The Australian dairy farming industry is set for an energy efficiency overhaul, with grants of up to $20,000 opened up to businesses in the sector by the federal Coalition government, starting this week.
The grants, part of the Morrison government’s Energy Efficient Communities Program, will be available for upgrades to equipment to reduce energy consumption, investment in monitoring systems to better manage energy use, and for energy audits.
The Coalition’s minister for agriculture, David Littleproud, said dairy farming businesses feeling a “price squeeze from an imbalanced market” could use the money to cut energy costs and keep more “money in their pockets.”
The minister said that energy use in milk cooling, milk harvesting, and hot water production was one of the highest overheads in the industry, costing farmers as high as $12,800 per 100 cows each year.
“These grants will provide financial support at a time when so many in the dairy industry are struggling,” he said.
“Supporting the long-term sustainability of our dairy farmers is critical to the sustainability of regional Australia and our food security.”
Federal minister for energy and emissions reduction, Angus Taylor, said the timing of the program was important for a sector facing multiple challenges, including from an increasingly unforgiving climate.
“Farmers have long been at the forefront of innovation to reduce their cost of doing business and their emissions output, but energy costs remain high for many in our dairy sector, especially where farmers are doing it tough on the back of bushfires and Covid-19”, he said.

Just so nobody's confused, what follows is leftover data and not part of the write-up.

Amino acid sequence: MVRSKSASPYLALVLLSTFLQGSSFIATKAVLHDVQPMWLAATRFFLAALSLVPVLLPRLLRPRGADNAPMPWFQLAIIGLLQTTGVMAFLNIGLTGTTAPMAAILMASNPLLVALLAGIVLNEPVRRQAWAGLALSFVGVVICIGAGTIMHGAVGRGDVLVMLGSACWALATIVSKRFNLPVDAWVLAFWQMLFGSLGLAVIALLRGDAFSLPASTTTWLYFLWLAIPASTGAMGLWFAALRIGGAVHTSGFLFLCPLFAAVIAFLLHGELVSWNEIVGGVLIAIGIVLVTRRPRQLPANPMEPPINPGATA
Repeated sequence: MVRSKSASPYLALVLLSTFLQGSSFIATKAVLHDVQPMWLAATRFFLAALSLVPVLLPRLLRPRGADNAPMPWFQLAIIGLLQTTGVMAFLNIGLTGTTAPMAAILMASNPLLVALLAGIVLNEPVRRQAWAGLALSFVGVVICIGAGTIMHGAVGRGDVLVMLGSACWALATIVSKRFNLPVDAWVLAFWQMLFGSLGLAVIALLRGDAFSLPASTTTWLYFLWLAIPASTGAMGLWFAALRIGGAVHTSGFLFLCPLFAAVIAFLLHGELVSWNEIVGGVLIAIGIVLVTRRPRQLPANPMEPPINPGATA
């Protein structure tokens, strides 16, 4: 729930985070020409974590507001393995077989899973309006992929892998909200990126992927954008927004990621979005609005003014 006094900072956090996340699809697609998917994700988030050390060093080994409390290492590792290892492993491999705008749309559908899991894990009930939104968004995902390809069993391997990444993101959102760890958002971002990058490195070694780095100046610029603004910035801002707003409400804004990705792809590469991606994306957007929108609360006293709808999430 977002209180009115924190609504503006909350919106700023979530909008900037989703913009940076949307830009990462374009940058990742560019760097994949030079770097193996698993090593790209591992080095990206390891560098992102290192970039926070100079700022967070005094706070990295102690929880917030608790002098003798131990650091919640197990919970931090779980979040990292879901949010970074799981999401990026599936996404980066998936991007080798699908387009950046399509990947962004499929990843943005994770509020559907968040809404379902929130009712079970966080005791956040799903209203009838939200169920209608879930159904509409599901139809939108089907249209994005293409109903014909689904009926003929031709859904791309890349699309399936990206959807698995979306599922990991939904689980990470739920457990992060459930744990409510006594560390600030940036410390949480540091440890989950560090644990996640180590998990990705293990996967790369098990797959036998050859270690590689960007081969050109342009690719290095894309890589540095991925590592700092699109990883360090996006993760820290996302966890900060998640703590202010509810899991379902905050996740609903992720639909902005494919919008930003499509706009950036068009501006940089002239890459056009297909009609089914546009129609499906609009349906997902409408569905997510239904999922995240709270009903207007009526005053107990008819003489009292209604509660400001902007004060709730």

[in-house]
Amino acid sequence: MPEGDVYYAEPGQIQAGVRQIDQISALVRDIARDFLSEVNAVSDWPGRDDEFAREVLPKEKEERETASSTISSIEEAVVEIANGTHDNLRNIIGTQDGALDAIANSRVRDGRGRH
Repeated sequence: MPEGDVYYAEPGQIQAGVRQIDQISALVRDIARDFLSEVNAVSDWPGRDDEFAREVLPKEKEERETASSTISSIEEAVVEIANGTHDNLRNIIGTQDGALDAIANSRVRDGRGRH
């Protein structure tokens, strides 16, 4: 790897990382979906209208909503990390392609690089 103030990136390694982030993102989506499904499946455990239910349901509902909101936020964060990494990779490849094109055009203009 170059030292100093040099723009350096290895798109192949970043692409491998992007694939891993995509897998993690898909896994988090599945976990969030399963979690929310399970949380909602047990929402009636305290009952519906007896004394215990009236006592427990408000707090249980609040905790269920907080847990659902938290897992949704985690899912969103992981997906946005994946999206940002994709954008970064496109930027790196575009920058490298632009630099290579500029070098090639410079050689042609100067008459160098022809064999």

“The government’s support will help dairy farmers in their efforts to better manage their energy use while also continuing to play a role in reducing global emissions.”
The Energy Efficient Communities Program was announced as part of the government’s Climate Solutions Package in the 2019 federal budget. A total of $10 million has been put aside for the dairy round.
The federal government’s focus on energy efficiency in farming comes in stark contrast to its approach to the construction sector, where efficiency was completely ignored in the recent stimulus package for new home building and renovations, despite the huge gains on consumer costs and emissions reductions that stand to be made.
According to recent research failing to increase minimum national thermal and energy efficiency performance requirements for new homes from 2019 to 2022 will result in an estimated A$1.1 billion (to 2050) in avoidable household energy bills and an extra 3 million tonnes of greenhouse gas emissions.